A shorter version of this blog appeared on the Italian La Repubblica on August 24, 2014.
Why should the deficit be under 3%? Why not 1%, 2%, 4% or even 10%? Is this number perhaps just … taken out of thin air? Italy had a low deficit before the crisis but its debt/gdp ratio continued to grow. That should have made us realize that the deficit in and of itself is not the problem. Yet today all the attention is on that magic—voodoo like—number.
This week Mario Draghi came close to admitting that asking governments to reduce deficits during times of recession is futile, hurting their prospects for growth. But the reforms he and others continue to call for do not address the core issue. Debt/gdp ratios will only fall when there is a clear strategy for the denominator—and this means investing in concrete areas that will over time increase long run growth and productivity of the entire economy. Lets start from the beginning.
What matters is not the size of the deficit but what it is composed of. In fact, most of the deficit is composed of nothing strategic at all. Its not about governments wanting to be ‘bigger’ spending more, but rather an automatic reaction to what is happening on the growth side. When growth and employment falter, as in Italy for the last 20 years, the deficit automatically rises due to the cost of things like unemployment insurance, and reduced state revenue from taxes. Thus in reality the deficit is the symptom of the problem. The real problem is low growth and unemployment, which by definition leads to rising debt/gdp. Not the other way around—which remains the current logic driving troika policies, and keeping countries on their knees in a vicious spiral of no growth.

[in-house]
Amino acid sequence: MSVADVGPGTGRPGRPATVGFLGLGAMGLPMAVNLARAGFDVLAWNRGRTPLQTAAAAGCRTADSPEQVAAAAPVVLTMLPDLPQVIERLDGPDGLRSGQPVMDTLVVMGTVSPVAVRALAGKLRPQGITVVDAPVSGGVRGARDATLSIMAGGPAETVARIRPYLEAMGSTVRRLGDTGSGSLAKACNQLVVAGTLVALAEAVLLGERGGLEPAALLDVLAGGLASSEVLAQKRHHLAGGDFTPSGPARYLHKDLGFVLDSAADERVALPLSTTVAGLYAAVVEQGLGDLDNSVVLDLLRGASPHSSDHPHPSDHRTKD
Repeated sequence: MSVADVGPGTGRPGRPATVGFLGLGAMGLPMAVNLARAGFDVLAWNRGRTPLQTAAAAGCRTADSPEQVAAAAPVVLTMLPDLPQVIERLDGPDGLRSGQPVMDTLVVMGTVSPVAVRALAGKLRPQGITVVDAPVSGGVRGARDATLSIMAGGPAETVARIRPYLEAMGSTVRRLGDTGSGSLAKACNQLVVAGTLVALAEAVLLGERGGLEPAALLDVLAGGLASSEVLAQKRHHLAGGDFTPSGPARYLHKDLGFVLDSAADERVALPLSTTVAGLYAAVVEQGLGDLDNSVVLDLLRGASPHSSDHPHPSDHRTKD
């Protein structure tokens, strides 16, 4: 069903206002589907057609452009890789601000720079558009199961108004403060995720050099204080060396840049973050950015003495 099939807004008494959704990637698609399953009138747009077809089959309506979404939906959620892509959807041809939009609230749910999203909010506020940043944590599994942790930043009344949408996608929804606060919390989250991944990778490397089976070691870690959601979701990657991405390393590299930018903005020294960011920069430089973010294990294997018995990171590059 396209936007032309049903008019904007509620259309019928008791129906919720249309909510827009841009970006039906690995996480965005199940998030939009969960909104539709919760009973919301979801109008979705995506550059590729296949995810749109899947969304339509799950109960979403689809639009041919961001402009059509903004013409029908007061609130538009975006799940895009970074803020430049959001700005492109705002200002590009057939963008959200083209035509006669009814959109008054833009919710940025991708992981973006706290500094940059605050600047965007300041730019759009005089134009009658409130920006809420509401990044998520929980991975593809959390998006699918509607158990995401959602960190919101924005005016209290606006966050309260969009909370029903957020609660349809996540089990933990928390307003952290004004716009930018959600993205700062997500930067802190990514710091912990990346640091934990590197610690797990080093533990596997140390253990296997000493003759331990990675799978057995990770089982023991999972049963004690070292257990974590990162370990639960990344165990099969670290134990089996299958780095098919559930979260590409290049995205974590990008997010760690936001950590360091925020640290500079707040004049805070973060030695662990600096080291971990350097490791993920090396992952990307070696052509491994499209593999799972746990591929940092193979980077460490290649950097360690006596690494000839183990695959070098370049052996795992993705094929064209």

So if the deficit is an automatic consequence of lack of growth, only when focus in the Eurozone changes drastically from the voodoo like number 3% to the types of investments and reforms that will increase employment, productivity, and growth will we be able to keep deficits in place, and even more importantly allow countries to have some hope of increasing the denominator of debt/gdp rather than only the numerator.
So what do we know about growth? Of course we must have the right ‘framework’ conditions (less red tape, more labor market flexibility, less corruption etc). But without the needed public and private investments that increase long-run productivity, growth is simply… impossible. Unfortunately this continues to be ignored by commentators on both sides of the political spectrum. We are often told, for example, that the German export miracle is due to Schroder’s reforms in the late 90s which held down wages, with the obvious corollary that what Italy and the other ‘peripheral’ countries must also do is hold down wages and increase labour market flexibility. What is ignored in this ‘analysis’ is that (1) wages in Germany were temporarily restrained as a pact between capital and labour to preserve employment during German unification, which would have otherwise created mass unemployment especially in the western part, and (2) this was done in exchange for not only preservation of employment but also fewer work hours (35) and investments in infrastructure, research, and innovation which create more and better jobs in the future. And it is precisely these investments that have allowed German productivity to outpace that of countries like Italy.